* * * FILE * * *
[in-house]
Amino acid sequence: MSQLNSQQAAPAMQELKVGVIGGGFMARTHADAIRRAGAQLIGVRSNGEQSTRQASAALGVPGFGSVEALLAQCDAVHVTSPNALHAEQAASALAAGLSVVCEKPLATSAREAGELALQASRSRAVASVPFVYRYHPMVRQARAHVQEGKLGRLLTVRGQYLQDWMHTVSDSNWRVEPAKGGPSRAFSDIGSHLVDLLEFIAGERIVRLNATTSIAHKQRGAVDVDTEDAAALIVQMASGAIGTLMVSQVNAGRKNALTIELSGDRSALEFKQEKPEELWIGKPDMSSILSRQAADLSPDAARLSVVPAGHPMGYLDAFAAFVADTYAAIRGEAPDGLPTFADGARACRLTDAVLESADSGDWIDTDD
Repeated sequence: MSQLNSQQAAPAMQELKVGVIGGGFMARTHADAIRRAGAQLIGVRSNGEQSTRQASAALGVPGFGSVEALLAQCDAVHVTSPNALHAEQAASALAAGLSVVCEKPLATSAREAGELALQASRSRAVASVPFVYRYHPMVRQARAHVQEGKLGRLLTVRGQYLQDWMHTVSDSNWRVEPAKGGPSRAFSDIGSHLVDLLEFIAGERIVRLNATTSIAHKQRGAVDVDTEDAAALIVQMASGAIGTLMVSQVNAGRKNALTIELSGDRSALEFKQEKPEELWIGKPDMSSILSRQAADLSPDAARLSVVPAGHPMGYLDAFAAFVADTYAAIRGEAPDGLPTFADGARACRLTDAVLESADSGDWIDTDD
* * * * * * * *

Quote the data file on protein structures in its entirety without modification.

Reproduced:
[in-house]
Amino acid sequence: MSQLNSQQAAPAMQELKVGVIGGGFMARTHADAIRRAGAQLIGVRSNGEQSTRQASAALGVPGFGSVEALLAQCDAVHVTSPNALHAEQAASALAAGLSVVCEKPLATSAREAGELALQASRSRAVASVPFVYRYHPMVRQARAHVQEGKLGRLLTVRGQYLQDWMHTVSDSNWRVEPAKGGPSRAFSDIGSHLVDLLEFIAGERIVRLNATTSIAHKQRGAVDVDTEDAAALIVQMASGAIGTLMVSQVNAGRKNALTIELSGDRSALEFKQEKPEELWIGKPDMSSILSRQAADLSPDAARLSVVPAGHPMGYLDAFAAFVADTYAAIRGEAPDGLPTFADGARACRLTDAVLESADSGDWIDTDD
Repeated sequence: MSQLNSQQAAPAMQELKVGVIGGGFMARTHADAIRRAGAQLIGVRSNGEQSTRQASAALGVPGFGSVEALLAQCDAVHVTSPNALHAEQAASALAAGLSVVCEKPLATSAREAGELALQASRSRAVASVPFVYRYHPMVRQARAHVQEGKLGRLLTVRGQYLQDWMHTVSDSNWRVEPAKGGPSRAFSDIGSHLVDLLEFIAGERIVRLNATTSIAHKQRGAVDVDTEDAAALIVQMASGAIGTLMVSQVNAGRKNALTIELSGDRSALEFKQEKPEELWIGKPDMSSILSRQAADLSPDAARLSVVPAGHPMGYLDAFAAFVADTYAAIRGEAPDGLPTFADGARACRLTDAVLESADSGDWIDTDD